CLEVELAND, Ohio — Cleveland Metropolitan Housing Authority has plans to renovate a nine-story, 173-unit apartment building in the city’s Union-Miles neighborhood over the next year.
The public housing agency will do the work on the units at Union Square, 3495 E. 98th St. The agency will spend $1.3 million on repairs and renovations identified in an assessment of the building on the city’s southeast side, and is required under a Housing and Urban Development program in which it is participating to put $1.1 million down for potential future repairs.
The improvements to the 50-year high-rise, designed for senior citizens, will include renovating kitchens and bathrooms, upgrading electrical outlets and making the building easier to traverse by disabled people.
Workers will also replace sliding glass doors, repair units that sustained water damage and clean up the building’s facade, according to a news release sent Tuesday by the federal housing department.
The agency agreed to renovations as part of a “rental assistance demonstration” program through the federal housing department, led by former Cleveland-area Congresswoman Marcia Fudge, that seeks to address outstanding maintenance needed in the U.S. aging public housing buildings. The program essentially moves the money for the building from one subsidy program to another.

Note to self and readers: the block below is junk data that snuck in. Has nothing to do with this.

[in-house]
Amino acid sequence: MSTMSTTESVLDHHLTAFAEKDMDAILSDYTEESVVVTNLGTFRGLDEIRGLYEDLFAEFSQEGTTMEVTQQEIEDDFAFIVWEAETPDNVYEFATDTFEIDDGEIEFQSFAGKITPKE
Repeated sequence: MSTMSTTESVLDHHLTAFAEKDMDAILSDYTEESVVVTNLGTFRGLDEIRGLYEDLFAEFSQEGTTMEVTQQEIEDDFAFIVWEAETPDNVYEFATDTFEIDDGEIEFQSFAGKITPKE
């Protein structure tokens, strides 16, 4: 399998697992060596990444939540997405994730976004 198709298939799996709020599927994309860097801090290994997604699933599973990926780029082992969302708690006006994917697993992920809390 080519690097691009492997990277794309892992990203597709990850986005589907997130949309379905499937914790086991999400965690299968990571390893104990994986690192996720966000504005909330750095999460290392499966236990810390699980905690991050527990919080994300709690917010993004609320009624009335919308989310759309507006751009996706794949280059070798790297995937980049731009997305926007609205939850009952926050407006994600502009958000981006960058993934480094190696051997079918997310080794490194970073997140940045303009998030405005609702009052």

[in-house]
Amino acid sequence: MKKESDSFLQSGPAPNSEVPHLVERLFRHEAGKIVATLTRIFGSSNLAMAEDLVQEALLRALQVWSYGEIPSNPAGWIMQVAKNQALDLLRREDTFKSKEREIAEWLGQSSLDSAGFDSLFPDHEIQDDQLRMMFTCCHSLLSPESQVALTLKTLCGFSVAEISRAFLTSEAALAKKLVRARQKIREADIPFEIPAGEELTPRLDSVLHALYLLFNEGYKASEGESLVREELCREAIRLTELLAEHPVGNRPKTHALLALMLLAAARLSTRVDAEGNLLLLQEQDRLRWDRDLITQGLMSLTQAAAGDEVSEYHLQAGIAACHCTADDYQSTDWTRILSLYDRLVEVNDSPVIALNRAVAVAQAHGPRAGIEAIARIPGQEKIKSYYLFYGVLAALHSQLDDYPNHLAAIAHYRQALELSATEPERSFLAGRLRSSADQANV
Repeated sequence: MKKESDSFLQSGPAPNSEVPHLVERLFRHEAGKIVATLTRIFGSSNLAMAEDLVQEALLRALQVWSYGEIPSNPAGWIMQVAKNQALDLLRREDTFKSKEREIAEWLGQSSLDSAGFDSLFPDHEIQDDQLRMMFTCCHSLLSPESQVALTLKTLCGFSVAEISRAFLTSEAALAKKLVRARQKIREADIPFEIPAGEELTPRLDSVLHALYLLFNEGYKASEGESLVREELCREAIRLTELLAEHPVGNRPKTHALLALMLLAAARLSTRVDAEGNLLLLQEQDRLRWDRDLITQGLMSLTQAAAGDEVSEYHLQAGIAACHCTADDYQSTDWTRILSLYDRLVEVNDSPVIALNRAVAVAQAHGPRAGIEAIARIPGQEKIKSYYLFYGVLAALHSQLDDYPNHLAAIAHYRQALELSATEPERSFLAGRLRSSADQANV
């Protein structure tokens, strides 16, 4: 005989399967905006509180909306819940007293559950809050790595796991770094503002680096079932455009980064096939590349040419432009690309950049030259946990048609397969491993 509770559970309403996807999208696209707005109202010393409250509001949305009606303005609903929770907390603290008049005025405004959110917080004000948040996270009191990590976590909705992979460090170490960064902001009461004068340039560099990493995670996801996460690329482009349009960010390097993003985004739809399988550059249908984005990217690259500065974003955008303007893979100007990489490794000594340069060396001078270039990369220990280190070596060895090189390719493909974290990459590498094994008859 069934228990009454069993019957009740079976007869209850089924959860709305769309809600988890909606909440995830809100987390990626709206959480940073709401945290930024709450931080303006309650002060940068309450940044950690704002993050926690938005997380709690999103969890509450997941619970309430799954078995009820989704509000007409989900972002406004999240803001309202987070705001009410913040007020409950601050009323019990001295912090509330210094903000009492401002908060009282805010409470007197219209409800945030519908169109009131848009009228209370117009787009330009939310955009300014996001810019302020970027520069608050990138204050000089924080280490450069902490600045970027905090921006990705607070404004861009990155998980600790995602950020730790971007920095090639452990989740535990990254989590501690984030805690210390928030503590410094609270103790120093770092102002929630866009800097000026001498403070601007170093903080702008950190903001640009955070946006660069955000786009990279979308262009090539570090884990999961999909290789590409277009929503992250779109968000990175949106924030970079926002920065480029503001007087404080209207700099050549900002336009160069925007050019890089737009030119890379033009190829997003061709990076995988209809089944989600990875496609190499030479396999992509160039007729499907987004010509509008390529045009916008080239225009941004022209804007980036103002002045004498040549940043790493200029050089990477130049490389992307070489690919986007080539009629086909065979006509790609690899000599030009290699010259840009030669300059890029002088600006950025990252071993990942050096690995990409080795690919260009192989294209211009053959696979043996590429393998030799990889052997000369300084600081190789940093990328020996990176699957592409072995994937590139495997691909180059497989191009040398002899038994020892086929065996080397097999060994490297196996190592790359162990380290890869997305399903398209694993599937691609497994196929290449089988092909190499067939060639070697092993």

CMHA Chief of Staff Jeffrey Wade said the new subsidy – under Section 8, though distinct from the voucher program through which many people know that phrase – is paid out more often, runs in perpetuity and in the long run will result in more money.
The $2.4 million contribution will be paid for through a low-interest loan from the Federal Housing Agency, according to the release.
Union Square is just the latest CMHA-owned apartment building undergoing renovations as part of an undertaking that could take as long as 15 years to finish, Wade said. He added that about eight complexes totaling about 3,000 units have been renovated, and 1,000 were part of the same deal with the federal housing department that Union Square is. Most projects so far have cost between $1.3 million and $3 million, he said.
He said no residents will be displaced during the Union Square renovations.
“The beauty of the program no one has to go anywhere,” he said.
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